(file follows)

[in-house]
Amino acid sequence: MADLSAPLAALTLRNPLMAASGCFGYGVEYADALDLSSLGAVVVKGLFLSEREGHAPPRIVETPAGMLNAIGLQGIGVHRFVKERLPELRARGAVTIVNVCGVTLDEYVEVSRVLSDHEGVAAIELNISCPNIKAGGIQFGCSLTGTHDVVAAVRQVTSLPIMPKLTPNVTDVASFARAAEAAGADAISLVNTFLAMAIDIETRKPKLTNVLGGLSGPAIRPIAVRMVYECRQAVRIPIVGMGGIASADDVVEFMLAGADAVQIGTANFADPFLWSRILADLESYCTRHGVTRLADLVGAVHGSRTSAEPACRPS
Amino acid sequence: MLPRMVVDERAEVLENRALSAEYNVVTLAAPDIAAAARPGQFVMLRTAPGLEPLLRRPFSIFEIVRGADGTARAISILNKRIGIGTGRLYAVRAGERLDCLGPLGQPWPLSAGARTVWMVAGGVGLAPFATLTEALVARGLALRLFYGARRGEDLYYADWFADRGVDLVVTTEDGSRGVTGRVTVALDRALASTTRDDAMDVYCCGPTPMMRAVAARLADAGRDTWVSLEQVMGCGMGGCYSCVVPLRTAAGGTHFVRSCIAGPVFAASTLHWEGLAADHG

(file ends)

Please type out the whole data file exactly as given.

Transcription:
[in-house]
Amino acid sequence: MADLSAPLAALTLRNPLMAASGCFGYGVEYADALDLSSLGAVVVKGLFLSEREGHAPPRIVETPAGMLNAIGLQGIGVHRFVKERLPELRARGAVTIVNVCGVTLDEYVEVSRVLSDHEGVAAIELNISCPNIKAGGIQFGCSLTGTHDVVAAVRQVTSLPIMPKLTPNVTDVASFARAAEAAGADAISLVNTFLAMAIDIETRKPKLTNVLGGLSGPAIRPIAVRMVYECRQAVRIPIVGMGGIASADDVVEFMLAGADAVQIGTANFADPFLWSRILADLESYCTRHGVTRLADLVGAVHGSRTSAEPACRPS
Amino acid sequence: MLPRMVVDERAEVLENRALSAEYNVVTLAAPDIAAAARPGQFVMLRTAPGLEPLLRRPFSIFEIVRGADGTARAISILNKRIGIGTGRLYAVRAGERLDCLGPLGQPWPLSAGARTVWMVAGGVGLAPFATLTEALVARGLALRLFYGARRGEDLYYADWFADRGVDLVVTTEDGSRGVTGRVTVALDRALASTTRDDAMDVYCCGPTPMMRAVAARLADAGRDTWVSLEQVMGCGMGGCYSCVVPLRTAAGGTHFVRSCIAGPVFAASTLHWEGLAADHG